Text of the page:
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Slow idle reset to normal speed...How?

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I need to set the slow idle to a faster speed and almost cutting out with the heater and lights on in the very cold.

Had some misfire issues with the Crank Position Sensor. Seems ok now cleaned. I read CPS post by cruiser and followed.

Is 'Slow Idle', sensor related? No idea.
Thanks
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I need to set the slow idle to a faster speed and almost cutting out with the heater and lights on in the very cold.

Had some misfire issues with the Crank Position Sensor. Seems ok now cleaned. I read CPS post by cruiser and followed.

Is 'Slow Idle', sensor related? No idea.
Thanks
so, this is an 87 to 90 4.0?

Ever cleaned your throttle body?
 

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Discussion Starter · #3 ·
Hi cruiser 54. No never cleaned 1989 4L throttle body. Looking at the vacuum lines. All rubber connections are missing, pipes are poked in only. Where can I obtain rubber vacuum connectors?
 

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Clean the throttle body and IAC.

THROTTLE BODY AND IAC CLEANING
OCTOBER 30, 2015 SALAD 19 COMMENTS

Originally by TJWalker of CherokeeForum & JeepForum

dirty IAC

The Idle Air Control (IAC) is mounted on the back of the throttle body (front for ’87-’90).

The valve controls the idle speed of the engine by controlling the amount of air flowing through the air control passage. It consists of a stepper motor that moves a pintle shaped plunger in and out of the air control passage. When the valve plunger is retracted, the air control passage flows more air which raises the idle speed. When the valve plunger is extended, the air control passage flows less air which lowers the idle speed.

Over time and miles, the IAC can get carboned up which can have an adverse affect on idle quality. Cleaning the IAC may restore proper function and is an easy procedure to perform and good preventive maintenance so it is never a bad idea. This should be part of a normal tune-up procedure and whenever idle/stalling issues are present.

CLEANING THE JEEP 4.0 IDLE AIR CONTROL

dirty renix throttle body

Remove the air filter cover, associated hoses and the rubber boot that goes from the air filter cover to the throttle body. Remove the IAC with a Torx driver (2 bolts; one can be kind of hard to get to). On ’91 and later, it may be easier to just remove the whole throttle body. Be sure to use a new throttle body to manifold gasket when reinstalling.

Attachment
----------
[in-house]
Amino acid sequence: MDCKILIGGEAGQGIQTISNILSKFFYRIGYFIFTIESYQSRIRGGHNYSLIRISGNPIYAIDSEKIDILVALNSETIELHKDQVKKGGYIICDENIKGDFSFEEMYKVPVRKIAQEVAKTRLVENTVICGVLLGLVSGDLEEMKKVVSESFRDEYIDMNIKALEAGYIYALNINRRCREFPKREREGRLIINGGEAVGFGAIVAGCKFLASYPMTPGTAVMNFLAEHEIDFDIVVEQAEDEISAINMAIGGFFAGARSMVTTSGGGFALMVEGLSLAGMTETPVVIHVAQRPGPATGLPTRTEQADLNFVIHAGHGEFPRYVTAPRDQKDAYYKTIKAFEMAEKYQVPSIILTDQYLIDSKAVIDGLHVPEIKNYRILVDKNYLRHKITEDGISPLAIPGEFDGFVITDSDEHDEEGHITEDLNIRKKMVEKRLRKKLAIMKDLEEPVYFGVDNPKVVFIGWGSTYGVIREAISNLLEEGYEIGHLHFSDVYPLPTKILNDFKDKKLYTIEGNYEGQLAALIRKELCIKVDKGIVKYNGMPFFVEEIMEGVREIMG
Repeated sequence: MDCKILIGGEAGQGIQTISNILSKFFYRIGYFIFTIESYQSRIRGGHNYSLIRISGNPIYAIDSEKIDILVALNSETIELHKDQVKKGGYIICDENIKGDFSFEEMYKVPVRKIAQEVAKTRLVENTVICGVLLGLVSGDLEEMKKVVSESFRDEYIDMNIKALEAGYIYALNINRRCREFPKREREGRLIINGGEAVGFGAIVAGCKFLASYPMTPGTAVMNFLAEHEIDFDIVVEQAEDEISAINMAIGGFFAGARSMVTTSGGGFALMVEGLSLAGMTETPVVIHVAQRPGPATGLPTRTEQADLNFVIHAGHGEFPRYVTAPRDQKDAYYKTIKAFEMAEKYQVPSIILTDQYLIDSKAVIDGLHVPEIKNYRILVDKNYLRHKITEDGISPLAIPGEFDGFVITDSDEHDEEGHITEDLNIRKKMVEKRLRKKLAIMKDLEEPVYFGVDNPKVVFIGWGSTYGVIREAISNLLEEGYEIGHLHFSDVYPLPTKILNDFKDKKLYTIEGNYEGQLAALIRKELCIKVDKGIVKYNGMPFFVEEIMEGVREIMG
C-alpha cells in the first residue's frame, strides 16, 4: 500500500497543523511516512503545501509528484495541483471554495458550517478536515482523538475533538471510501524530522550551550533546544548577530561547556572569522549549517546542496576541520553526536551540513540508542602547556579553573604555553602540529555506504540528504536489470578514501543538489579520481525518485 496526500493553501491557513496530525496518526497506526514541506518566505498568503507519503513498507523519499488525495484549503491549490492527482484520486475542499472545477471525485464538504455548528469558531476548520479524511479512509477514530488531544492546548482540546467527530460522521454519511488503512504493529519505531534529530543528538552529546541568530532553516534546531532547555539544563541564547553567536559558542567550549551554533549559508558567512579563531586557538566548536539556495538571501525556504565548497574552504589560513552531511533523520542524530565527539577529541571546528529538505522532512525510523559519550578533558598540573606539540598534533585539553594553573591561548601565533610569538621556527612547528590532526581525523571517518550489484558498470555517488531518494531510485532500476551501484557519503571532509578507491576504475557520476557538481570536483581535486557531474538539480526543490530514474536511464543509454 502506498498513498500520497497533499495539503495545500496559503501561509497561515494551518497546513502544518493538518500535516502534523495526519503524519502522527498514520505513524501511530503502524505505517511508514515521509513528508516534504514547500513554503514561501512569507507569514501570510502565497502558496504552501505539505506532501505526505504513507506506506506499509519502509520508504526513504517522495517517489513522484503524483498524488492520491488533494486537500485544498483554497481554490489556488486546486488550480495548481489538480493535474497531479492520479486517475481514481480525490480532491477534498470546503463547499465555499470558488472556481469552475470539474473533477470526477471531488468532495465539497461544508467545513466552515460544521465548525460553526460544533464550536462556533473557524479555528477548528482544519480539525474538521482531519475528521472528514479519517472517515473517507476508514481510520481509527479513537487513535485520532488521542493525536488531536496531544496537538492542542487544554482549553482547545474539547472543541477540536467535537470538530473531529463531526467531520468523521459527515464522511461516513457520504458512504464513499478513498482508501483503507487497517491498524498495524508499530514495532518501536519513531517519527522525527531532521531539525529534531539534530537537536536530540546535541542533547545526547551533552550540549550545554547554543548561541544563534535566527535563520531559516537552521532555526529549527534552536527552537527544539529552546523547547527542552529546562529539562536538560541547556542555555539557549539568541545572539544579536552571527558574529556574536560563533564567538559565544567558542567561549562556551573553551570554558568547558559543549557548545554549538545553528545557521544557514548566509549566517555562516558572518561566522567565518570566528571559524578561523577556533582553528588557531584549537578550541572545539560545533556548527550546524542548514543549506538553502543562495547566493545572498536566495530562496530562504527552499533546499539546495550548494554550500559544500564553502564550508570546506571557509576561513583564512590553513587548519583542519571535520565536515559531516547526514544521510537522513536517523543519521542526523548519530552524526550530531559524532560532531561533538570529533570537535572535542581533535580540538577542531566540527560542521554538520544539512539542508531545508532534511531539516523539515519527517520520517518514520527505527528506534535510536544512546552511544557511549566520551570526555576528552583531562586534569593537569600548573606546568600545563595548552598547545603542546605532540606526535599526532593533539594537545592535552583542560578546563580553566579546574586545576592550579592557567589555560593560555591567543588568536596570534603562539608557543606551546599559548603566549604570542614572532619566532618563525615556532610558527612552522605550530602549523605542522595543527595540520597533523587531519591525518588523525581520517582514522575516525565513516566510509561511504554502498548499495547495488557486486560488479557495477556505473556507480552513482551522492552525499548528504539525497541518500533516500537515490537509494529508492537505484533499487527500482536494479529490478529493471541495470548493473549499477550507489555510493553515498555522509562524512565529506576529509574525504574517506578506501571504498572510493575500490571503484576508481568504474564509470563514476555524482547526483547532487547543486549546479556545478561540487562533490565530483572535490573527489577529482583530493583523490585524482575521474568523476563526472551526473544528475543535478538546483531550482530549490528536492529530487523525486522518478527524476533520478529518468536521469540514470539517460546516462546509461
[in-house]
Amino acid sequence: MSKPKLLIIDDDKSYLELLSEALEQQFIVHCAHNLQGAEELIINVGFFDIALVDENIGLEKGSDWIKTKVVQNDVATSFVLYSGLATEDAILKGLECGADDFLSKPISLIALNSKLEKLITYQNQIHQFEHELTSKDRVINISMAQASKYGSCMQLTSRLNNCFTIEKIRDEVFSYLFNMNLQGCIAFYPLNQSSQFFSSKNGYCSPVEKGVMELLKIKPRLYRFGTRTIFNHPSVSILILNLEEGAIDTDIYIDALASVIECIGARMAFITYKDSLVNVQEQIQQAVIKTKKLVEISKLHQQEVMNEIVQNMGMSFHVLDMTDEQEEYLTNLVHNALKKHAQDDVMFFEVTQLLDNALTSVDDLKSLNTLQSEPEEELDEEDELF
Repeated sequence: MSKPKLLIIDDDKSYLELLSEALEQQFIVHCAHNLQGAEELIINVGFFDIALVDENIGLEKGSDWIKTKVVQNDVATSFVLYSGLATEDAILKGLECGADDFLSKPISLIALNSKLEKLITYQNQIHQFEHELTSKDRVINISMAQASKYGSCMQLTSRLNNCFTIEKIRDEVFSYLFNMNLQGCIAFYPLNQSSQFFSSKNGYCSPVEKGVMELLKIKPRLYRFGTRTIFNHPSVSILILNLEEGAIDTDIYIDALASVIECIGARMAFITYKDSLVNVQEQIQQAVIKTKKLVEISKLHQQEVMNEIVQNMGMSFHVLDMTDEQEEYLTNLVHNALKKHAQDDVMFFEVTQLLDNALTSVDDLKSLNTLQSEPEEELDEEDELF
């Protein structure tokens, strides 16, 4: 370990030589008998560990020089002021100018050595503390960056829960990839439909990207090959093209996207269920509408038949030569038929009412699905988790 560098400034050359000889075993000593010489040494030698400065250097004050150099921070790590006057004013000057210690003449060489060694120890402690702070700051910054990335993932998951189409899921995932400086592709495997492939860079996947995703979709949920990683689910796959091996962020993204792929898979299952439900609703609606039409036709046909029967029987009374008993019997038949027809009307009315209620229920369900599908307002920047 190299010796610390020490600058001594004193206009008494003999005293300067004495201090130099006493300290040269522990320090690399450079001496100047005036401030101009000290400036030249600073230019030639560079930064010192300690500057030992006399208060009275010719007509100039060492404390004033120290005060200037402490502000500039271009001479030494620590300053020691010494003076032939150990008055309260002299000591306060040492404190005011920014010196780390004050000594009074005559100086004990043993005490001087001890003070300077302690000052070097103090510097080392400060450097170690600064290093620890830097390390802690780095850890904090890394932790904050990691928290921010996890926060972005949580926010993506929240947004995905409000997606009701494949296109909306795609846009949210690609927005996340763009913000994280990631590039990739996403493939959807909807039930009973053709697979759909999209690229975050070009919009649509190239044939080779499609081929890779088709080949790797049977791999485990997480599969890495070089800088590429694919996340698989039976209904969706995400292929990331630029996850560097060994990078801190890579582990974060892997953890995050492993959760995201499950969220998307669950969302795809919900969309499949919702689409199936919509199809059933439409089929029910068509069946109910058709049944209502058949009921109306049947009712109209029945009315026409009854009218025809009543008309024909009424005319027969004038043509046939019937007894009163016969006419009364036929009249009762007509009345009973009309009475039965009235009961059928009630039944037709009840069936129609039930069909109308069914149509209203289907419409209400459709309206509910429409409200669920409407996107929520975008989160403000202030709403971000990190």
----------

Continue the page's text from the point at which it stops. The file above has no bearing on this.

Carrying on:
“Gently” wiggle out the IAC from the throttle body. Gasket/O-ring on the IAC can be re-used if it is not damaged
Clean the IAC with a spray can of throttle body cleaner; inexpensive and available at any place that sells auto parts. Throttle body cleaner is recommended rather than carburetor cleaner as it is less harsh, safe for throttle body coatings and oxygen sensors. Use cleaner, a rag and a toothbrush and or Q-Tips. Be gentle; don’t twist or pull on the pintle that protrudes from the IAC as it is fragile and you could damage it.
Thoroughly spray clean and flush where the IAC seats in the throttle body with the same spray cleaner.
It is also a good idea to clean the entire throttle body bore itself, the butterfly valve inside of the throttle body and it’s edges, and all associated linkage as long as you have things disassembled.
 

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Just a reminder......WEAR SAFETY GLASSES, or goggles when spraying stuff, as getting some stuff in your eyes can BLIND YOU !
Also , be careful of open flames, ( like the pilot on the hot water heater in your closed up garage !), and wear some nitrile gloves to save your skin from contact dermatitis and drying out.
 

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Discussion Starter · #7 ·
Thanks all. Should I replace the MAP sensor. Read fault can cause erratic idle? I remember previously changing 'The Idle Air Control (IAC)'. I am going to try to snug intake manifold bolts, found a very minor leak, could this leak be the issue though?
 

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Thanks all. Should I replace the MAP sensor. Read fault can cause erratic idle? I remember previously changing 'The Idle Air Control (IAC)'. I am going to try to snug intake manifold bolts, found a very minor leak, could this leak be the issue though?
Don't change the MAP.
 
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